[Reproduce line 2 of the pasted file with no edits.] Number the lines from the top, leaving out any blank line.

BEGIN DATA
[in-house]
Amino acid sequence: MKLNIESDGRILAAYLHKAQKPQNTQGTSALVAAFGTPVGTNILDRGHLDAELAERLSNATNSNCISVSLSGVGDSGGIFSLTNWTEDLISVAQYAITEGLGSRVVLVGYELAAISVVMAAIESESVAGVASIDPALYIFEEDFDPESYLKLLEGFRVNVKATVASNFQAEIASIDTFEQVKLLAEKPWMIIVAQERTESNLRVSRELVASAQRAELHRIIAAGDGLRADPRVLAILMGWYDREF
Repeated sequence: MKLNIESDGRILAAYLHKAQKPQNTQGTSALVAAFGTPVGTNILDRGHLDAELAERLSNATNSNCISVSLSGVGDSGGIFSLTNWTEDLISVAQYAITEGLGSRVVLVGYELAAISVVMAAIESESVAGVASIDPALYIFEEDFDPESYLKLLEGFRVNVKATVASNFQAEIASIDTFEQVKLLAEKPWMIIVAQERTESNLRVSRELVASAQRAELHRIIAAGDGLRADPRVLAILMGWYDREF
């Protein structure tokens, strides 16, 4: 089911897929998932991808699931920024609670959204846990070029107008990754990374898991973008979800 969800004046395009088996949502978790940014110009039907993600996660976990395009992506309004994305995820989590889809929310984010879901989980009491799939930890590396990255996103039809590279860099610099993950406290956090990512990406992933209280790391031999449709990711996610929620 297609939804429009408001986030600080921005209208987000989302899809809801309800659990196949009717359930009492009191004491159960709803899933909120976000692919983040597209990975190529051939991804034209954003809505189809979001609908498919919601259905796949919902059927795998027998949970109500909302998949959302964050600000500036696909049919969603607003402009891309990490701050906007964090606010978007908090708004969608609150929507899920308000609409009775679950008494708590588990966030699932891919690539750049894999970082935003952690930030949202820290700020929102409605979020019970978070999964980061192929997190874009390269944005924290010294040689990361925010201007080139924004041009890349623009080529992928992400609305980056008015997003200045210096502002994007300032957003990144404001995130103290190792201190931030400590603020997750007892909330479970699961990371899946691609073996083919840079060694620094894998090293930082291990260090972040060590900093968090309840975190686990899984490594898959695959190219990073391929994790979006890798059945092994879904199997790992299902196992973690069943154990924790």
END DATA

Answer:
Amino acid sequence: MKLNIESDGRILAAYLHKAQKPQNTQGTSALVAAFGTPVGTNILDRGHLDAELAERLSNATNSNCISVSLSGVGDSGGIFSLTNWTEDLISVAQYAITEGLGSRVVLVGYELAAISVVMAAIESESVAGVASIDPALYIFEEDFDPESYLKLLEGFRVNVKATVASNFQAEIASIDTFEQVKLLAEKPWMIIVAQERTESNLRVSRELVASAQRAELHRIIAAGDGLRADPRVLAILMGWYDREF